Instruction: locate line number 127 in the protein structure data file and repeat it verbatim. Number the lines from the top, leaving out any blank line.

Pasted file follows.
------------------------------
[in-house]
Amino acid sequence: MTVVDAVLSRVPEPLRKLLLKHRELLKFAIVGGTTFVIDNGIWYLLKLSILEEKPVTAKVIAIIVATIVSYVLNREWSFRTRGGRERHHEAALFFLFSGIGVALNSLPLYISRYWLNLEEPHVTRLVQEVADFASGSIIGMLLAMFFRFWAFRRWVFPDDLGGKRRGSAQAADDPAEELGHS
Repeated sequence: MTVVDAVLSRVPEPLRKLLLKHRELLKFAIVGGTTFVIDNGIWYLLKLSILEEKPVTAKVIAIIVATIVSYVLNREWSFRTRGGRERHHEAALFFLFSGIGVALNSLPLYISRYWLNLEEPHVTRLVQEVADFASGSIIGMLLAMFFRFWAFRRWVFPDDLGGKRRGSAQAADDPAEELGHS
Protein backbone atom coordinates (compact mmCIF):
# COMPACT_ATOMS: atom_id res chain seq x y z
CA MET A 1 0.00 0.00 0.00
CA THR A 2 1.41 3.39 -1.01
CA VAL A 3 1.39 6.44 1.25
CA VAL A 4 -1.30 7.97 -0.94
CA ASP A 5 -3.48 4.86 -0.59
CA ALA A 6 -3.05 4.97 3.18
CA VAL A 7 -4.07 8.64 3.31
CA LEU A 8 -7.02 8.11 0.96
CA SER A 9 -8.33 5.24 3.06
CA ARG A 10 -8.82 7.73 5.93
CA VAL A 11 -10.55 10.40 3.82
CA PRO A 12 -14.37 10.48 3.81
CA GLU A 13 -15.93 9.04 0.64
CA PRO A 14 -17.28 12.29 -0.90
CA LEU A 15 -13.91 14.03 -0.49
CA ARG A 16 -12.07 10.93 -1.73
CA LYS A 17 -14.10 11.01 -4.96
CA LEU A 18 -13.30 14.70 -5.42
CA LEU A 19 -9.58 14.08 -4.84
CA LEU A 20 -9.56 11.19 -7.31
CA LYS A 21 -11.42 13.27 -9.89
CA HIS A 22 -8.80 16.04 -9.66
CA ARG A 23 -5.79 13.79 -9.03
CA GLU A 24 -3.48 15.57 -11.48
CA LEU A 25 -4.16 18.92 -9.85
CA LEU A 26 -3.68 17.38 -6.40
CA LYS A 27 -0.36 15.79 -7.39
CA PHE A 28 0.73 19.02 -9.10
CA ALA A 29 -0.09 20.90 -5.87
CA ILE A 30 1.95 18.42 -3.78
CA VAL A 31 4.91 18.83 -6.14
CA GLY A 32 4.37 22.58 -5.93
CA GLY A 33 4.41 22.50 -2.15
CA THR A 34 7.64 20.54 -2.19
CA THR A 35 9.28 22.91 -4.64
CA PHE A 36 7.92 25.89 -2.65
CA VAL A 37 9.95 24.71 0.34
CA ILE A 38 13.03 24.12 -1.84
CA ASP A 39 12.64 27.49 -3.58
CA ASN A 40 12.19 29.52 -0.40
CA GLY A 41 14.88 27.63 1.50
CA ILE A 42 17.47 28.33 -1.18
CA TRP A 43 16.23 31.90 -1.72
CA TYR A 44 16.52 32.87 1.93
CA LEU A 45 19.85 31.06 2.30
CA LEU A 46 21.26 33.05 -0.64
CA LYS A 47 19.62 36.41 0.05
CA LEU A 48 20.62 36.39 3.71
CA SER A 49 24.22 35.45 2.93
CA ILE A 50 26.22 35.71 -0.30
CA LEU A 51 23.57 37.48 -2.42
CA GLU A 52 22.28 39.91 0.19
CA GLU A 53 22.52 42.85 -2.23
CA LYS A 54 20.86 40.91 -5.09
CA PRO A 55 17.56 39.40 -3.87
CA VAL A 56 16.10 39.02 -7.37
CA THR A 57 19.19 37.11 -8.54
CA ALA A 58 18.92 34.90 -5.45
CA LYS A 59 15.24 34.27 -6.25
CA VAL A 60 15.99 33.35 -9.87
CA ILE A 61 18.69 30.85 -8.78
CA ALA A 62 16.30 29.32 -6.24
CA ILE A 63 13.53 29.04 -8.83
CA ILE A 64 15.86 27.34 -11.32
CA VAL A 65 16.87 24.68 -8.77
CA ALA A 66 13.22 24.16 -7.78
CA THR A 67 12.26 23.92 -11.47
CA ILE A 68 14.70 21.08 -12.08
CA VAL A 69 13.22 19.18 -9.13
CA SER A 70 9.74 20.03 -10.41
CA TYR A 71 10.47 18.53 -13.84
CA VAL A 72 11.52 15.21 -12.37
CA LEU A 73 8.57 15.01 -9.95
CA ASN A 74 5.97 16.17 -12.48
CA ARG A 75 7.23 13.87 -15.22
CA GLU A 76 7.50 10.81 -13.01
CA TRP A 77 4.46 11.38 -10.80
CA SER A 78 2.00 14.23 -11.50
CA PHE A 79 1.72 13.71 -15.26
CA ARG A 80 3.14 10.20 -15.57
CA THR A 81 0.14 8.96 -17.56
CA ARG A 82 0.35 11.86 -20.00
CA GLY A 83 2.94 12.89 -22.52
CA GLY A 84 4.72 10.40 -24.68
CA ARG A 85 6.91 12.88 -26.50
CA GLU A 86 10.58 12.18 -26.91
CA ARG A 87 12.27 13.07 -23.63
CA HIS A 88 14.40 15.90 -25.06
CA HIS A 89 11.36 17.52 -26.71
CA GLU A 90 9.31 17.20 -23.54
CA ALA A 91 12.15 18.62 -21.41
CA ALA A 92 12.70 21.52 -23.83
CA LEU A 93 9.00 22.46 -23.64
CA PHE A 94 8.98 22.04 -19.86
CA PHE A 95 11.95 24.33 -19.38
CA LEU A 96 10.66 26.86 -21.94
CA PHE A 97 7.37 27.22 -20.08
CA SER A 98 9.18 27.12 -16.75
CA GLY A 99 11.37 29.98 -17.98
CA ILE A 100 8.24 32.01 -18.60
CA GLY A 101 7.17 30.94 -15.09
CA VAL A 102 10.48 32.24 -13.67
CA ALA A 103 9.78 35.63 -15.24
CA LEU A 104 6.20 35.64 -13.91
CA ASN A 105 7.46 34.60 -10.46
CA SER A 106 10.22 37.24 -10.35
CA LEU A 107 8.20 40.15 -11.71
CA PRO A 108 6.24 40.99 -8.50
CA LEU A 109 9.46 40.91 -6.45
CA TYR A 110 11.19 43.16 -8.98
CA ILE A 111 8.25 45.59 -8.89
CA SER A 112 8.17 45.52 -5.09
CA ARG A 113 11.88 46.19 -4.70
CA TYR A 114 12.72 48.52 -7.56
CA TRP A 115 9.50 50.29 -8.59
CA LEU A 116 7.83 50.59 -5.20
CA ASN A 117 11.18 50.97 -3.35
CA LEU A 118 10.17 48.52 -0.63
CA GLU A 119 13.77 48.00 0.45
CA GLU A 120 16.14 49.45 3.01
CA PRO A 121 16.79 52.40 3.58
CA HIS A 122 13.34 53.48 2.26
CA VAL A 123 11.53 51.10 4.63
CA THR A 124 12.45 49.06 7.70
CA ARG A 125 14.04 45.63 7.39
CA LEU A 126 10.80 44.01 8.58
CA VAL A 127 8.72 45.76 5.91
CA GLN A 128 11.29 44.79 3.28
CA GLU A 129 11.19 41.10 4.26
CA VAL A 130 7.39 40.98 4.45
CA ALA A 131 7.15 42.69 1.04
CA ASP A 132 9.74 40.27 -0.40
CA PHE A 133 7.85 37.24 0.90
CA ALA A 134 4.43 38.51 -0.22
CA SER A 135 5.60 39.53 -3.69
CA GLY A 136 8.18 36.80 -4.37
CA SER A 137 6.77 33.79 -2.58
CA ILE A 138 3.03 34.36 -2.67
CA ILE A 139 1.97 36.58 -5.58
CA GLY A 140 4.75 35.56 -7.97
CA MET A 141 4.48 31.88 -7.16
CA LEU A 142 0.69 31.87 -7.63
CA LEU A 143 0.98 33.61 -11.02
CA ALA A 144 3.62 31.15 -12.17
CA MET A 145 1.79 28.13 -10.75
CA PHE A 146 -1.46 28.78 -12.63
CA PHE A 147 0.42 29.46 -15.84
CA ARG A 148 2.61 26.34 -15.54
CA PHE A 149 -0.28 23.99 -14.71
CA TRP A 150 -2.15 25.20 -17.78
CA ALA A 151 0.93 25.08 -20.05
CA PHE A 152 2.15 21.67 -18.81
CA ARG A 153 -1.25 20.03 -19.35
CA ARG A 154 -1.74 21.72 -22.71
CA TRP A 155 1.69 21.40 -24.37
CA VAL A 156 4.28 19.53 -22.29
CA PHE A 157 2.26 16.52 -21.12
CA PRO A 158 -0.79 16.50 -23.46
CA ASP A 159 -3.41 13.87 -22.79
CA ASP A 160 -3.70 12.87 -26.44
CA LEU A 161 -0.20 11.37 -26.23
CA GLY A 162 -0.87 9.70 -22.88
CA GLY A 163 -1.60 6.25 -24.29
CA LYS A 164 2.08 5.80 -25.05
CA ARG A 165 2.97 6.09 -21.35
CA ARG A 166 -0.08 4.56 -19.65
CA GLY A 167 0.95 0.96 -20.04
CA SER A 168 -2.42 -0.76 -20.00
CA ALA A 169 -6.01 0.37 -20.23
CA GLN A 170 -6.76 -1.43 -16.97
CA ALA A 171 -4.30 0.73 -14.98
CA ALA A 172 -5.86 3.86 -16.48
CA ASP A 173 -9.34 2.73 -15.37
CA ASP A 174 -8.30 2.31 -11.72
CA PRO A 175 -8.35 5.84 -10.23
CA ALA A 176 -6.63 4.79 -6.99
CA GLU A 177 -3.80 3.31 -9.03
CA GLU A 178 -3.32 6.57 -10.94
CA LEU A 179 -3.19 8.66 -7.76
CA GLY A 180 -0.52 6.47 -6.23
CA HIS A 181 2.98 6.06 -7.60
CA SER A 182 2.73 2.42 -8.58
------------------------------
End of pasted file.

CA HIS A 122 13.34 53.48 2.26